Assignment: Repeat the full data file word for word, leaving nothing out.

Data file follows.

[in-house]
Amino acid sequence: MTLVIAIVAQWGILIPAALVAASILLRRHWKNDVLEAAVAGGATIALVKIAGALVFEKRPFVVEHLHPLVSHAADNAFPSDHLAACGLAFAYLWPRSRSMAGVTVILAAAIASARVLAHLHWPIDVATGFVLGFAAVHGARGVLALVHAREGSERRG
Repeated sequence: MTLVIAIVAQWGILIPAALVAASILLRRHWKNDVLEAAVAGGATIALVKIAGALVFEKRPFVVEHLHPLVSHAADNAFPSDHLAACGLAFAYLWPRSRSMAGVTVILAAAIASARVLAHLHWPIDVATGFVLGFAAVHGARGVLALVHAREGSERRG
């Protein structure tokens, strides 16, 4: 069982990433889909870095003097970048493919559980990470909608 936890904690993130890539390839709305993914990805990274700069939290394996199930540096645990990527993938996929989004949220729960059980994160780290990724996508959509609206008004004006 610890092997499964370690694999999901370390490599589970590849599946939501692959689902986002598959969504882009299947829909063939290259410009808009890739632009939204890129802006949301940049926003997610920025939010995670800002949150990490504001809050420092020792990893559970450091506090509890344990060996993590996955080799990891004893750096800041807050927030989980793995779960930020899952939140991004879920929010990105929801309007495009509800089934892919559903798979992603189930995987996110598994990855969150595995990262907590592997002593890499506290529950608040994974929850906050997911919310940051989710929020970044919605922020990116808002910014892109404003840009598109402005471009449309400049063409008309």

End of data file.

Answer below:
[in-house]
Amino acid sequence: MTLVIAIVAQWGILIPAALVAASILLRRHWKNDVLEAAVAGGATIALVKIAGALVFEKRPFVVEHLHPLVSHAADNAFPSDHLAACGLAFAYLWPRSRSMAGVTVILAAAIASARVLAHLHWPIDVATGFVLGFAAVHGARGVLALVHAREGSERRG
Repeated sequence: MTLVIAIVAQWGILIPAALVAASILLRRHWKNDVLEAAVAGGATIALVKIAGALVFEKRPFVVEHLHPLVSHAADNAFPSDHLAACGLAFAYLWPRSRSMAGVTVILAAAIASARVLAHLHWPIDVATGFVLGFAAVHGARGVLALVHAREGSERRG
């Protein structure tokens, strides 16, 4: 069982990433889909870095003097970048493919559980990470909608 936890904690993130890539390839709305993914990805990274700069939290394996199930540096645990990527993938996929989004949220729960059980994160780290990724996508959509609206008004004006 610890092997499964370690694999999901370390490599589970590849599946939501692959689902986002598959969504882009299947829909063939290259410009808009890739632009939204890129802006949301940049926003997610920025939010995670800002949150990490504001809050420092020792990893559970450091506090509890344990060996993590996955080799990891004893750096800041807050927030989980793995779960930020899952939140991004879920929010990105929801309007495009509800089934892919559903798979992603189930995987996110598994990855969150595995990262907590592997002593890499506290529950608040994974929850906050997911919310940051989710929020970044919605922020990116808002910014892109404003840009598109402005471009449309400049063409008309």